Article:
Death of COVID the youngest of the peninsula

PORT ANGELES – As of today (Friday), the seven people who died from COVID-19 in the Northern Olympic Peninsula, the majority women, were at least 70 years old. Most were 80 years old.

That changed with the eighth death, he reported Friday morning.

A Clallam County man in his 50s who contracted the virus while traveling out of state died this week at his home, Clallam County health official Dr. Allison Berry said in her regular briefing on Friday.

It was the sixth death from the virus reported in Clallam County since Aug. 16. Two have died in Jefferson County since Nov.25 and none in 2021.

But even as Clallam remains the most vaccinated county in the state and “well within” the moderate rate category for viral infections, Berry said the man indicates that residents of the Northern Olympic Peninsula should, with vigilance, continue to wear masks. in public and practicing safety protocols.

“It’s a critical reminder that COVID-19 is still very much alive and well and circulating, especially outside of our community, although we still have some here as well,” Berry said.

“It is a vital reminder of how serious this infection can be, even for the youngest people.”

There has been one death per month from the virus reported in Clallam and Jefferson counties since August.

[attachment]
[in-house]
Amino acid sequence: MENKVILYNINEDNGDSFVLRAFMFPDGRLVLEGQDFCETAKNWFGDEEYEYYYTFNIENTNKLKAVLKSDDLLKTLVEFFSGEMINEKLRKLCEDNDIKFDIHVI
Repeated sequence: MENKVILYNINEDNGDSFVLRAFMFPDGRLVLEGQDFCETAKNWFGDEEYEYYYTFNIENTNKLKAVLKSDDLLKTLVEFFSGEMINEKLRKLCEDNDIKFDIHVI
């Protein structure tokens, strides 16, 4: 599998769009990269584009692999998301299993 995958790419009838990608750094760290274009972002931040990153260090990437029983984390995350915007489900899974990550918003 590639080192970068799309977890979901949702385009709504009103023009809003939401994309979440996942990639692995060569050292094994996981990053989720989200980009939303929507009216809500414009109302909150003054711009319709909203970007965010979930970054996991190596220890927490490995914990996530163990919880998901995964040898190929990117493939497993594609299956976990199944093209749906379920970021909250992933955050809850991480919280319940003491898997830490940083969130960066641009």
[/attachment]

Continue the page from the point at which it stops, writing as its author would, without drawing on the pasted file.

A woman in her 90s and a woman in her 80s died in Jefferson County in November and December.

Three 80-year-old women, a 70-year-old woman and an 80-year-old man have died in Clallam County since August.

Like the man whose death was reported Friday, most had underlying conditions or age was a factor.

Clallam County, which passed the 1,000 case mark in the last week of February since the first case was reported on March 18, 2020, stood at 1,011 cases as of Friday, Berry said.

That’s an increase from a reported case since Thursday.

Thirty percent of Clallam County residents had received at least one injection of the two-dose vaccine and 18 percent were fully vaccinated, Berry said.

As of Thursday, 336 Jefferson County residents had contracted the virus since the first confirmed case was reported on March 6, 2020.


You can reach senior writer Paul Gottlieb at 360-452-2345, ext. 55650, or in [email protected].

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